1. This site uses cookies. By continuing to use this site, you are agreeing to our use of cookies. Learn More.

Pedals and shoes

Discussion in 'Beginners' started by Badger1, 14 Apr 2008.

  1. Badger1

    Badger1 Senior Member

    Location:
    Bristol
    As a newbie to cycling, please be gentle! I've been lucky enough to be given a Specialized bike by a friend of mine who's upgraded. I'm due to do the London to Brighton in June so have started training. My pedals have a flat side and a 'clip' so my inquiry is threefold.

    1) does using the clips really help efficiency etc?
    2) are there different 'systems' of clips, and if so what system is mine (see attached photos)





    3) I don't want racing shoes but something along the lines of these
    http://www.chainreactioncycles.com/Models.aspx?ModelID=5123 Would these work with my clips? If not can you recommend any others?

    I've search the forum but can't quite get the answers I'm looking for.

    Your help will be greatly appreciated.

    TIA

    Pete
     
  2. fossyant

    fossyant Ride It Like You Stole It!

    Location:
    South Manchester
    Answer to your questions

    1. Yes much better for efficiency and pedaling technique - you pedal in 360 degrees rather than push down - much more secure when sprinting.

    2 You system is SPD - most common in mountain bikes and commuting bikes...Lots of other systems - too many to list really.

    3. Those shoes would be fine - just add in the price of some spd cleats (the metal bits that click into the pedal - £5-£8 for two.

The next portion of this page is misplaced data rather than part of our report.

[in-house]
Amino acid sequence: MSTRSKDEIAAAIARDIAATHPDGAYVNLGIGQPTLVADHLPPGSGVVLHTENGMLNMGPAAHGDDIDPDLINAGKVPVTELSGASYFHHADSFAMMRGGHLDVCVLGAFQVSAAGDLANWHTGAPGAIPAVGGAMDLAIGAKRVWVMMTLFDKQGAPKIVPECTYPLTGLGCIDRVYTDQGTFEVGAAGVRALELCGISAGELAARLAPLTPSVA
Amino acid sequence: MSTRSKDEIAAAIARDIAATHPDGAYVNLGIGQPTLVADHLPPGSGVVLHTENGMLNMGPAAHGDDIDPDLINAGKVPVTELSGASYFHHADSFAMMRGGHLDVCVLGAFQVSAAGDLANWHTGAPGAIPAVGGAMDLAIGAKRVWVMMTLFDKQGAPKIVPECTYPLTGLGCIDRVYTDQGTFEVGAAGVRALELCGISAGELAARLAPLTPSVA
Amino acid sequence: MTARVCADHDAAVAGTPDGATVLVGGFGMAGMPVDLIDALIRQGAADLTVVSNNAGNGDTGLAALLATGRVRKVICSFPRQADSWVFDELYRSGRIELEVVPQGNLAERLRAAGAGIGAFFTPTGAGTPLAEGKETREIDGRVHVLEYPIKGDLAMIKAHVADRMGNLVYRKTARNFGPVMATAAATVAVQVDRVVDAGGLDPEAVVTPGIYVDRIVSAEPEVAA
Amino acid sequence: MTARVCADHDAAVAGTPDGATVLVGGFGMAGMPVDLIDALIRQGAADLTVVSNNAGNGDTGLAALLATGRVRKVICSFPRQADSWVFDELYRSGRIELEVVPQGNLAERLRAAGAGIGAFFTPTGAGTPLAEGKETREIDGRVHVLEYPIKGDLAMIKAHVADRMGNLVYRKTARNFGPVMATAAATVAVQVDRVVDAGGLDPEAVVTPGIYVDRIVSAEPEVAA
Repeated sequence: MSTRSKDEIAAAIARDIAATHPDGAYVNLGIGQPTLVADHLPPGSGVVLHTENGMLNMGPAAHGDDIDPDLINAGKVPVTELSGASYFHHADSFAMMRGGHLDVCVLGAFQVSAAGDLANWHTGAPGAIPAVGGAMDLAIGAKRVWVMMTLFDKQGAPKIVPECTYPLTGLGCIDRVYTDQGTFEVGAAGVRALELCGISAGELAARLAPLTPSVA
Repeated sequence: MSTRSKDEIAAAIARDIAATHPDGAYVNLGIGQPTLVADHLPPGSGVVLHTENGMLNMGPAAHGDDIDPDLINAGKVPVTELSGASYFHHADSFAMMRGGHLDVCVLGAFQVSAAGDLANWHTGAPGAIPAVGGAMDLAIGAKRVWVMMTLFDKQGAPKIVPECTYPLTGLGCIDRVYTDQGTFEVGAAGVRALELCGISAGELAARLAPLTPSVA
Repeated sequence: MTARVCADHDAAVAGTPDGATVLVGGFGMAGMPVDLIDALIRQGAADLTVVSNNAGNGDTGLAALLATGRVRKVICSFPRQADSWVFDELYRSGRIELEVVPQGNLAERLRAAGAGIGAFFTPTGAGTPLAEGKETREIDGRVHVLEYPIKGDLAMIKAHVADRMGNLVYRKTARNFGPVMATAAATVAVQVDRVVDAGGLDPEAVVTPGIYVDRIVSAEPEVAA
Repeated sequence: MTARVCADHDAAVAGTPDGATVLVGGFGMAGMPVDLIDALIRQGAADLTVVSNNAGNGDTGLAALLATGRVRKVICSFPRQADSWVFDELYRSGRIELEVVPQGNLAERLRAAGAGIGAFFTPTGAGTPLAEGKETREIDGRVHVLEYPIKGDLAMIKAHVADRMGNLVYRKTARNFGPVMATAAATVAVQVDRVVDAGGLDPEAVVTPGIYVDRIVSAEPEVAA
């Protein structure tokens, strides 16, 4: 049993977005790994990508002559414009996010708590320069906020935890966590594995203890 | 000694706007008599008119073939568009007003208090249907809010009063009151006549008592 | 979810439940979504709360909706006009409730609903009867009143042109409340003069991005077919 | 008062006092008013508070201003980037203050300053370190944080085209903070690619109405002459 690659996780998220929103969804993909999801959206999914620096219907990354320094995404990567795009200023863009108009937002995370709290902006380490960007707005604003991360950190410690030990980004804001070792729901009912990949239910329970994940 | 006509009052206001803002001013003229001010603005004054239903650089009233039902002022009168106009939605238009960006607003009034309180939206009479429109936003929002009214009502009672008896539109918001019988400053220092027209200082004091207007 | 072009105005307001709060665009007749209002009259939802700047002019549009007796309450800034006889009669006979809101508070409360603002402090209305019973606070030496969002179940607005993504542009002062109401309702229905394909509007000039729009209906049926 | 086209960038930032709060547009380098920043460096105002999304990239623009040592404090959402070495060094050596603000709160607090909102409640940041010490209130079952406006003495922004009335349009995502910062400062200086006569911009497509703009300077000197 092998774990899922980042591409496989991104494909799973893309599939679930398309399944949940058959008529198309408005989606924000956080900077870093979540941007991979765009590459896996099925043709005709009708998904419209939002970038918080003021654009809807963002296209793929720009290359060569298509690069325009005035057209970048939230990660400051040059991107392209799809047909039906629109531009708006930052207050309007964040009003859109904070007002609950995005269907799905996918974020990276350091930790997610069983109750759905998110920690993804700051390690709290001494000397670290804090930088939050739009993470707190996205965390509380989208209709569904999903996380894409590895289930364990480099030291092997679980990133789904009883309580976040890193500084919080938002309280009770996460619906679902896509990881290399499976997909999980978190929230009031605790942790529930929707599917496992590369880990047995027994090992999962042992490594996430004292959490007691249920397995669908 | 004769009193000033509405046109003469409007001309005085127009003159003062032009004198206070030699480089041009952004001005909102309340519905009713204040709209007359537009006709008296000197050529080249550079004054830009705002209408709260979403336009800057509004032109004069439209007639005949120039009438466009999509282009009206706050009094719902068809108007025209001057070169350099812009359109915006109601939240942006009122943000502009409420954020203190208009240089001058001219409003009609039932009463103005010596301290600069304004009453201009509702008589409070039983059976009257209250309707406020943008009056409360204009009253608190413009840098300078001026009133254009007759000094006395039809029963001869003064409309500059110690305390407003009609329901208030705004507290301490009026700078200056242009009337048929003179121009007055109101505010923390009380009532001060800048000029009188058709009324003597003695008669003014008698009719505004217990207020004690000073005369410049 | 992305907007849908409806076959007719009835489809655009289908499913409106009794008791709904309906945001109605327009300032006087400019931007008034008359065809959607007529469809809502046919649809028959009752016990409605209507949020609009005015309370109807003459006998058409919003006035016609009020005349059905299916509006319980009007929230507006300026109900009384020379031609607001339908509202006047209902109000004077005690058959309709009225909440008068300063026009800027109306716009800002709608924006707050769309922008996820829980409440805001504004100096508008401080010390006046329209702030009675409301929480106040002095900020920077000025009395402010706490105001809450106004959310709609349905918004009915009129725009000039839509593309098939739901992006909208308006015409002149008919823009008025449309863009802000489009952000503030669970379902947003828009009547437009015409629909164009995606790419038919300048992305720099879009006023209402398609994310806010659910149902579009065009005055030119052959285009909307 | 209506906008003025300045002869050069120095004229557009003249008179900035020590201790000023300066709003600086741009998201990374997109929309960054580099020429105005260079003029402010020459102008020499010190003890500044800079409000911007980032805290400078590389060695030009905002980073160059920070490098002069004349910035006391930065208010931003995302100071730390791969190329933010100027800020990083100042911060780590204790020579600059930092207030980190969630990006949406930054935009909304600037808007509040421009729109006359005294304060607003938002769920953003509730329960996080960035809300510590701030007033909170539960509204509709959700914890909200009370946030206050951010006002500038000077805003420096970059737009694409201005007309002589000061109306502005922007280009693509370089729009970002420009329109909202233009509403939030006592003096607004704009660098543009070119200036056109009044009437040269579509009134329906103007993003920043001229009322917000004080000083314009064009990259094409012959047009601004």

3. John the Monkey

    John the Monkey Frivolous Cyclist

    Location:
    Crewe
    Yes - I switched to "clipless" (the type of pedal you clip into, oddly enough ;) ) recently - the difference is night and day. Clipless is more secure in bad weather (your shoe sole doesn't slide about all over a wet pedal) and the fact that your legs do double duty (pushing down and pulling up) makes a large difference. Quicker, smoother, more efficient, I'd say.

    They look very much like SPDs (Shimano's mountain bike clipless system) to me. These use a small triangular cleat in the sole of the shoe. If the pedals didn't come with some, you'll need to buy the cleats.

    Should do - any shoe that's "SPD compatible" should. You need to buy the cleats and fix them to the shoe using the supplied bolts. To get the benefit of them you need a shoe with a fairly stiff sole though - cheaper shoes can sometimes be lacking in that regard. I use the MT41 shoe, and find that pretty good.

    Be sure to practice with the pedals and shoes before you set out on the road too.

    Some links;

    http://www.chainreaction.com/pedalfaq.htm

    http://www.bottombracket.co.uk/clipless-pedals.html

    http://www.caree.org/bike101cliplesspedals.htm

    My own experiences as a clipless pedal newb are in this thread, along with good advice and encouragement from the good folk here.
     
  4. OP
    OP
    Badger1

    Badger1 Senior Member

    Location:
    Bristol
    Cheers Guys for your replies, I'm going to pop into town tomorrow and have a look at what's on offer in the shoe departemnt!!
     
  5. bonj2

    bonj2 Guest

    1) Yes
    2) Yes
    3) Yes
     
  6. Dave5N

    Dave5N Über Member

    Bonj reprises 'when Harry met Sally' :biggrin:
     
  7. Slim

    Slim Über Member

    Location:
    Plough Lane